I will start off, then, with the man I consider the first true international tennis champion: H.L. (“Laurie”) Doherty, or “Little Do.”  Laurie Doherty was one of the two famous Doherty brothers who dominated both the singles and doubles at Wimbledon in the 1890s and 1900s.  Willie Renshaw may have been the first British star to raise his country’s public awareness of the game in the 1880s, but Laurie and his older brother R.F. (“Reggie” or “Big Do”) were the ones who elevated tennis to world championship level.  Their careers corresponded with the founding of the international Davis Cup competition in 1900, which pitted the top national teams against each other.  The Dohertys anchored the first Davis Cup dynasty, and the British team of that time remains one of the most accomplished ever.  While Reggie mostly resigned himself to doubles, Laurie compiled an astounding unbeaten record in singles and doubles.  The British first won the Cup in 1903 and held onto it for four years; the Australasian team led by Norman Brookes was only finally able to wrestle the Cup away from Great Britain after the Dohertys had essentially retired.

Still, Laurie’s most significant feat was becoming the first foreign male player to win the singles at the US Championships.  Reggie had attempted the same feat in 1902 but lost to defending champion Bill Larned, a great player in his own right, in the challenge round.  (In those days the previous year’s winner only had to play a single match in order to defend his crown, meeting the winner of the all-comers’ final in the challenge round.)  In 1903, Laurie followed in Reggie’s footsteps and succeeded where his brother had failed.  By capturing both the Wimbledon and US Championships, along with the Davis Cup, Laurie was the first man to sweep all the major tournaments in his time.  His feat would not be surpassed until 1921, when Big Bill Tilden won Wimbledon, the US Championships, and the World Clay Court Championships in France, which some observers argue should be properly recognized as the first true “Grand Slam.”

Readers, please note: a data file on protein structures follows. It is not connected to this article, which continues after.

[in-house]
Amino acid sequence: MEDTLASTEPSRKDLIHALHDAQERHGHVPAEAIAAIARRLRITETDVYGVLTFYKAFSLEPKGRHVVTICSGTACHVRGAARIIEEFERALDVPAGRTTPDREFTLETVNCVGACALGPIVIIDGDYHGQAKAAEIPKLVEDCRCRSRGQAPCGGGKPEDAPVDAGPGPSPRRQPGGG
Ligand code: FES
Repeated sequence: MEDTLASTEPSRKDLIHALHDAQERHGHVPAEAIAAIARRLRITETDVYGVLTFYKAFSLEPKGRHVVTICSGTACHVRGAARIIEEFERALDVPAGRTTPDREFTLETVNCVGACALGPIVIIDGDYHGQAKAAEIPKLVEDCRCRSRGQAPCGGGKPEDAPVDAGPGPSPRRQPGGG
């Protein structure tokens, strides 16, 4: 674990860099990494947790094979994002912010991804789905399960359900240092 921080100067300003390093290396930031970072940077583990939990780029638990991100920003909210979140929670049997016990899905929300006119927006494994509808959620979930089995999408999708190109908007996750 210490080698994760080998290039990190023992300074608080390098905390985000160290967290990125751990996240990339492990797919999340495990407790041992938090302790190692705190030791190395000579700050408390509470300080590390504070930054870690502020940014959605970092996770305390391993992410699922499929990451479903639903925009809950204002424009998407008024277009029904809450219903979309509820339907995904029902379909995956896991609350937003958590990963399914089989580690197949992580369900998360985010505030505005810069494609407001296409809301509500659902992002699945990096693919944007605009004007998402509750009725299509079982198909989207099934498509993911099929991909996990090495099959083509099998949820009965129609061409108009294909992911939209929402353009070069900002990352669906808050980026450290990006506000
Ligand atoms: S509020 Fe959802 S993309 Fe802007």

There was no equivalent of the Grand Slam in the Doherty era, but if there had been, Laurie certainly could have won it.  In addition to his incredible achievements on grass, Laurie and his brother were the best clay-court players of their time.  Laurie won the Paris Olympics in 1900 on clay, though neither he nor Reggie reportedly considered it a very important title.  More impressive, Laurie won the South of France Championships at Nice–perhaps the biggest clay court event prior to the first World Clay Court Championships at St. Cloud in 1912–eight consecutive times!  He also won many other tournaments throughout Europe on various surfaces, probably amassing more titles than any other pre-World War I player aside from the phenomenally prolific Anthony Wilding.  The Dohertys wrote the first influential book of lawn tennis instruction, R.F. & H.L. Doherty on Lawn Tennis (1903), which is now a quite hard-to-find and expensive collector’s item.

Laurie won the Wimbledon singles five straight times (1902-1906) and the doubles a record eight straight times (1897-1905), and he retired while still at the top of his game.  Along with the better-remembered Frederick J. Perry, “Little Do” remains one of the two greatest players that Great Britain, the birthplace of lawn tennis, has yet produced.  It is fitting that the gates at Wimbledon bear their names.